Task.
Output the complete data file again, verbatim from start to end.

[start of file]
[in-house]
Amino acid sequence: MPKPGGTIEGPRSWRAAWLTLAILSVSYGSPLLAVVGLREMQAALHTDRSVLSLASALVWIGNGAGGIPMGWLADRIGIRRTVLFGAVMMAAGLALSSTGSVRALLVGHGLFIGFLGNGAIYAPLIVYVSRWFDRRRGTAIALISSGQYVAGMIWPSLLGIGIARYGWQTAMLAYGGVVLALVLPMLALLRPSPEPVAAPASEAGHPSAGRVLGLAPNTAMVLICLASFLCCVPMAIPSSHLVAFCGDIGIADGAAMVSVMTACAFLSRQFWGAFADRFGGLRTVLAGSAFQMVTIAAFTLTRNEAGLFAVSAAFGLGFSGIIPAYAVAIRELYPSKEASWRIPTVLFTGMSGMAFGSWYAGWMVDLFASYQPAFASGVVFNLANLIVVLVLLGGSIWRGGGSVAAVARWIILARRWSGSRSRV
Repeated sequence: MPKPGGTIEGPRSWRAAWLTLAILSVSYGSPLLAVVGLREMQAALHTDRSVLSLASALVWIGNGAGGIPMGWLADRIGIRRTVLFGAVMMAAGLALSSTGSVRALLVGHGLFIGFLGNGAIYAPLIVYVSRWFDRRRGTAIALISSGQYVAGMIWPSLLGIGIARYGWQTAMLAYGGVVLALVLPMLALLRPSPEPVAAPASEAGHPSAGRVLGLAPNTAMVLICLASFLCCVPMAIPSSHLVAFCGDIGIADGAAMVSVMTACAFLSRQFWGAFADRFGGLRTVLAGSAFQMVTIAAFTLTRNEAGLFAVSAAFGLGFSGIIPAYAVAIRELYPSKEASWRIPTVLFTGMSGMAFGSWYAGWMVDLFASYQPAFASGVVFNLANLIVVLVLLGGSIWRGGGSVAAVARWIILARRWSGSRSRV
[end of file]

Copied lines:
[in-house]
Amino acid sequence: MPKPGGTIEGPRSWRAAWLTLAILSVSYGSPLLAVVGLREMQAALHTDRSVLSLASALVWIGNGAGGIPMGWLADRIGIRRTVLFGAVMMAAGLALSSTGSVRALLVGHGLFIGFLGNGAIYAPLIVYVSRWFDRRRGTAIALISSGQYVAGMIWPSLLGIGIARYGWQTAMLAYGGVVLALVLPMLALLRPSPEPVAAPASEAGHPSAGRVLGLAPNTAMVLICLASFLCCVPMAIPSSHLVAFCGDIGIADGAAMVSVMTACAFLSRQFWGAFADRFGGLRTVLAGSAFQMVTIAAFTLTRNEAGLFAVSAAFGLGFSGIIPAYAVAIRELYPSKEASWRIPTVLFTGMSGMAFGSWYAGWMVDLFASYQPAFASGVVFNLANLIVVLVLLGGSIWRGGGSVAAVARWIILARRWSGSRSRV
Repeated sequence: MPKPGGTIEGPRSWRAAWLTLAILSVSYGSPLLAVVGLREMQAALHTDRSVLSLASALVWIGNGAGGIPMGWLADRIGIRRTVLFGAVMMAAGLALSSTGSVRALLVGHGLFIGFLGNGAIYAPLIVYVSRWFDRRRGTAIALISSGQYVAGMIWPSLLGIGIARYGWQTAMLAYGGVVLALVLPMLALLRPSPEPVAAPASEAGHPSAGRVLGLAPNTAMVLICLASFLCCVPMAIPSSHLVAFCGDIGIADGAAMVSVMTACAFLSRQFWGAFADRFGGLRTVLAGSAFQMVTIAAFTLTRNEAGLFAVSAAFGLGFSGIIPAYAVAIRELYPSKEASWRIPTVLFTGMSGMAFGSWYAGWMVDLFASYQPAFASGVVFNLANLIVVLVLLGGSIWRGGGSVAAVARWIILARRWSGSRSRV